House Democrats on Monday unveiled a $2.2 trillion stimulus plan that includes reviving the $600 federal unemployment benefit and sending a second round of stimulus checks to millions of American taxpayers.
House Democrats in May passed a $3.4 trillion spending package called the Heroes Act. (The new proposal has the same name.) It formed the basis of their coronavirus relief negotiations with Republicans, though they have lowered their demands and now insist on at least $2.2 trillion in new spending.
House Speaker Nancy Pelosi said she aimed to bring Republicans back to the negotiating table with the new proposal.
“Democrats are making good on our promise to compromise with this updated bill, which is necessary to address the immediate health and economic crisis facing America’s working families right now,” she said in a letter to members of her caucus.
Here are several of the package’s provisions:
- $600 weekly federal unemployment benefits until January 31, retroactive from September 6.
- Another round of $1,200 direct payments, plus $500 per dependent.
- $436 billion in additional assistance to state and local governments.
- A reinstatement of the Paycheck Protection Program to aid small businesses as well as nonprofits and restaurants.
- $225 billion in funds to help schools.
- $75 billion for coronavirus testing and contact tracing.
- $50 billion in emergency rental assistance, half of what Democrats initially sought.
Read more: Stimulus talks resume as dealmakers work toward another round of checks. Here’s everything you need to know about the rescue package.
Many components of the last major economic relief law, the CARES Act, expired over the summer, and Congress hasn’t implemented other relief measures since.
Through an executive order in August, President Donald Trump implemented a Lost Wages Assistance program that drew $44 billion in disaster relief funding from the Federal Emergency Management Agency to cover a $300 federal supplement to state unemployment benefits.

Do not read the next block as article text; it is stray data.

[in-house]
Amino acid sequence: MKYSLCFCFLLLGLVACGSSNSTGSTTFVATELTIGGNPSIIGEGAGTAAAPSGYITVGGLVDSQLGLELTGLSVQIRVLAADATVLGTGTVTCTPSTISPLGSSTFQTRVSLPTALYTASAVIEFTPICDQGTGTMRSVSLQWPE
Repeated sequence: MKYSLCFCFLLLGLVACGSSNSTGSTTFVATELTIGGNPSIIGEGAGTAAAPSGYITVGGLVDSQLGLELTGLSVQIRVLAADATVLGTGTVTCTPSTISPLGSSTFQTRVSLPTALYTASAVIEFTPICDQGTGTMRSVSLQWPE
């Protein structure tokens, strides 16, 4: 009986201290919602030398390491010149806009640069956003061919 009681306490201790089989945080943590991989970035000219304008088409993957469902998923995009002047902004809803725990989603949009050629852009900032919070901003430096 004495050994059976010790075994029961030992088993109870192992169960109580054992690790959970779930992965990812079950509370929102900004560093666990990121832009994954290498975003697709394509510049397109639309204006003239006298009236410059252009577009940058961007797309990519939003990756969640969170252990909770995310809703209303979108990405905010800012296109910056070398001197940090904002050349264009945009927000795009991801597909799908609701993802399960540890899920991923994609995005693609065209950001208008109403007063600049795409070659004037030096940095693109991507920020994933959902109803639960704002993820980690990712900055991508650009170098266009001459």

That federal money is drying up, though FEMA guaranteed six weeks of funding to approved states through September 5.
Both chambers of Congress would need to approve the Democrats’ plan for it to reach Trump’s desk for his signature. But that’s highly uncertain given that Democrats and Republicans have been deadlocked on further coronavirus relief measures.
Negotiations in August stalled amid fierce disagreements over the amount of federal spending needed to prop up the economy. Unemployment benefits and state aid are still two areas of major friction between the parties.
Democrats blocked a “skinny” $650 billion package from the GOP earlier this month, dismissing it as “emaciated” and inadequate to address the twin public-health and economic crises.
Many economists have urged Congress to approve another relief package to keep people and businesses afloat through the pandemic and prevent the economy from backsliding. But the prospect of a Supreme Court nomination battle in the coming weeks has drained hopes of a package before Americans cast their ballots in November.